Feeling like your ears are plugged and muffled when wearing hearing aids? Don't worry, we've got 4 methods to help you effectively address this issue!
With the advancement of hearing aid technology, these problems have seen significant improvements. Nowadays, hearing aids are becoming more compact, aesthetically pleasing, and discreet. Various noise reduction techniques and fitting methods have also enhanced the sound quality and clarity of hearing aids.
However, there's one problem that continues to trouble many hearing aid users, and that's the "ear occlusion effect." What is this effect, and how can you resolve it?
What is the Ear Occlusion Effect?
When we speak, sound travels to our ears not only through the air but also through bones and soft tissues. This sound transmitted through bones and soft tissues is known as bone-conducted sound, primarily consisting of low-frequency sound energy.
When the ear canal is open, low-frequency sound energy can disperse from the ear canal entrance and doesn't affect our perception of sound. But when the ear canal is blocked by hearing aids, headphones, earplugs, or similar items, this low-frequency sound energy can be reflected back, creating an echo inside the ear canal, increasing sound volume, and causing distortion. This is what makes your own voice sound louder, muffled, and echoey – the ear occlusion effect.
Who is Prone to the Ear Occlusion Effect?
Individuals with a low-frequency hearing loss of less than 40 dB HL. This is because when their ear canals are sealed by hearing aids or custom earmolds, low-frequency bone-conducted sound energy can't be released and bounces back, causing sound to become louder, muffled, and echoey.
People who use custom hearing aids or hearing aids with custom earmolds. This is because their hearing aids or earmolds create a sealed cavity with the ear canal, increasing the accumulation of low-frequency sound energy, resulting in the ear occlusion effect.
Those using headphones, earplugs, or similar items. This is because these items also block the ear canal, hindering the dispersion of low-frequency sound energy, causing the ear occlusion effect.
How to Address the Ear Occlusion Effect?
Method 1: Adjusting Hearing Aid Parameters
If you feel that the sound in your hearing aids is muffled, it may be due to excessive low-frequency gain in your hearing aids, leading to an accumulation of low-frequency sound energy. You can consult a professional fitter to readjust your hearing aid parameters. They can lower the volume of low frequencies, relieving the energy buildup while preserving your ability to distinguish sounds.
Additionally, allow yourself some time to adapt to wearing hearing aids. Initially, there may be some discomfort, but with perseverance, you will gradually get used to them.
Method 2: Change the Tubing or Earplugs
For those using behind-the-ear hearing aids, consider changing the tubing or earplugs. The thickness of the tubing can affect sound energy. Generally, using thinner tubing can reduce sound energy and alleviate the ear occlusion effect.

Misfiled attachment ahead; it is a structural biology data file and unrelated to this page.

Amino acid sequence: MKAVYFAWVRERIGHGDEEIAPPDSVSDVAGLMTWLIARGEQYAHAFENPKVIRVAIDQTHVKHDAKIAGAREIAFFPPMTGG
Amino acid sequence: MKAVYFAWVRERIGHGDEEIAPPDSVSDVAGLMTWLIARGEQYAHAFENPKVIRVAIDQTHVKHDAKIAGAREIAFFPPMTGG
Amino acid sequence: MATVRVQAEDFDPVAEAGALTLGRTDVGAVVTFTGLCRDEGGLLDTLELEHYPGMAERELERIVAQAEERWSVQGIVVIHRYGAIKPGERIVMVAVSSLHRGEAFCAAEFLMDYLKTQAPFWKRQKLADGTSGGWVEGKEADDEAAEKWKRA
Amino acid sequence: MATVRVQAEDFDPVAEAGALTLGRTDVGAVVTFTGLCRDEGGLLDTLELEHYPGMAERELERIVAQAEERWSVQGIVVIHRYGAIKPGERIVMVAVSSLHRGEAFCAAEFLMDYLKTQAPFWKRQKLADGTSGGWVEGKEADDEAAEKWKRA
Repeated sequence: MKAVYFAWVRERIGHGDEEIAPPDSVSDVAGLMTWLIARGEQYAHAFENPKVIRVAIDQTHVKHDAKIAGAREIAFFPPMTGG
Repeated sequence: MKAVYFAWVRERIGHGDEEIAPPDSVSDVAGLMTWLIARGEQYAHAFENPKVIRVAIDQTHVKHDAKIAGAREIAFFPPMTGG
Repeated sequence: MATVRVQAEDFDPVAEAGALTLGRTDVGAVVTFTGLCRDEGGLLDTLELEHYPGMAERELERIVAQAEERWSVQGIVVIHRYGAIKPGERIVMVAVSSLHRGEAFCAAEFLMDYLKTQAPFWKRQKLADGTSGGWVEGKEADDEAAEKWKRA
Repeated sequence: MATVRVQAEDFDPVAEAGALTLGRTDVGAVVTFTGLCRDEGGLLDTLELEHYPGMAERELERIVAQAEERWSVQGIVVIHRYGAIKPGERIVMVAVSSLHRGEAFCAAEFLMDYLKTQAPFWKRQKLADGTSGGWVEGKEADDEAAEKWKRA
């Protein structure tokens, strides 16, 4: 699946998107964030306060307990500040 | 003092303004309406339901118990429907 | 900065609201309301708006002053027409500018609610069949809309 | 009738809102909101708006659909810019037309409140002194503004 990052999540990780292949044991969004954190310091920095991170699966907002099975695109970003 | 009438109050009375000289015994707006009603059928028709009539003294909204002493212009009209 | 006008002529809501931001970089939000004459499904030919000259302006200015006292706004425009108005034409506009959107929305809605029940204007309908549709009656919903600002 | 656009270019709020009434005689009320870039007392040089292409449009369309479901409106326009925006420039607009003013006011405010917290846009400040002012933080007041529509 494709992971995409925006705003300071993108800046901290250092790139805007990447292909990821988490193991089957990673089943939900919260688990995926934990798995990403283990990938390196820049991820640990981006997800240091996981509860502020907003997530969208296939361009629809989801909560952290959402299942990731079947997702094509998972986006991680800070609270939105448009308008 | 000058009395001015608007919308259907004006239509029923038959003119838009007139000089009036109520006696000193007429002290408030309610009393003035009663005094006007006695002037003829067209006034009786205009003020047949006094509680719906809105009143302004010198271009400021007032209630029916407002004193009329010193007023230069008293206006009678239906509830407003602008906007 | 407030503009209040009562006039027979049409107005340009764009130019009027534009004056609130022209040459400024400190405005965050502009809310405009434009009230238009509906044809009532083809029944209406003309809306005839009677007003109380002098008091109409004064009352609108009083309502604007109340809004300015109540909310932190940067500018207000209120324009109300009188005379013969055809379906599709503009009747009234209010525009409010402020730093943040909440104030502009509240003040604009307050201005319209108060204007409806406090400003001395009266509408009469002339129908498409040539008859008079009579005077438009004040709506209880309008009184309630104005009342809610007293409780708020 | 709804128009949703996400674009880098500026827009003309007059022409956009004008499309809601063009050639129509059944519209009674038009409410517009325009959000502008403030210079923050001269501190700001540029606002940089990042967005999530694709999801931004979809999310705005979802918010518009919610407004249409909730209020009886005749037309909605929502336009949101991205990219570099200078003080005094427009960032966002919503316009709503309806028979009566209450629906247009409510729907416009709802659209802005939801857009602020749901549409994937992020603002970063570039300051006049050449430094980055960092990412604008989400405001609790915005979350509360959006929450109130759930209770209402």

Earplugs are inserted directly into the ear canal, and their size and openings affect the level of ear canal sealing. Using open or semi-open porous earplugs can release low-frequency energy, reducing the ear occlusion effect. This method is suitable for those with less severe hearing loss.
Method 3: Create Vents or Extend Earmolds
For individuals using custom hearing aids or earmolds with custom earmolds, you can create vents or extend the length of the earmold. Vents are small openings on the hearing aid or earmold that allow the ear canal to communicate with the outside, releasing some low-frequency energy and reducing the ear occlusion effect. Studies show that the acceptability of one's own voice is related to low-frequency gain.
As shown in the figure below, when the vent inner diameter is less than 1mm, it can hardly solve the wearer's ear occlusion effect. When the vent inner diameter reaches 3.5mm, it can effectively alleviate the ear occlusion effect.
Extending the length involves extending the hearing aid or earmold inward to the bony part of the ear canal, reducing the closed cavity formed by the cartilaginous part of the ear canal, reducing the ear occlusion effect. Both of these methods require a professional fitter to perform based on your specific situation and balancing the ear occlusion effect and feedback.
Method 4: Opt for RIC Hearing Aids
RIC hearing aids are an option where the receiver is placed in the ear canal while the rest of the device is positioned behind the ear. These hearing aids can effectively address the ear occlusion effect because they use porous and soft earplugs to disperse low-frequency energy, providing a more natural and comfortable sensation.
However, it's important to note that individuals with recurring middle ear infections may not be suitable for RIC hearing aids, as the receiver can be damaged by ear secretions.
In summary, the sensation of muffled and plugged ears when wearing hearing aids is a common occurrence. The methods mentioned above are designed to help you resolve this issue. Depending on your situation and preferences, you can choose the right hearing aids and accessories or seek assistance from a professional fitter for adjustments and modifications. With patience and confidence, you can find hearing aids that make your listening experience clearer and more comfortable. Explore our cic hearing aids in Chosgo Hearing Aids to bring back the joy of clear, vibrant sound in your life.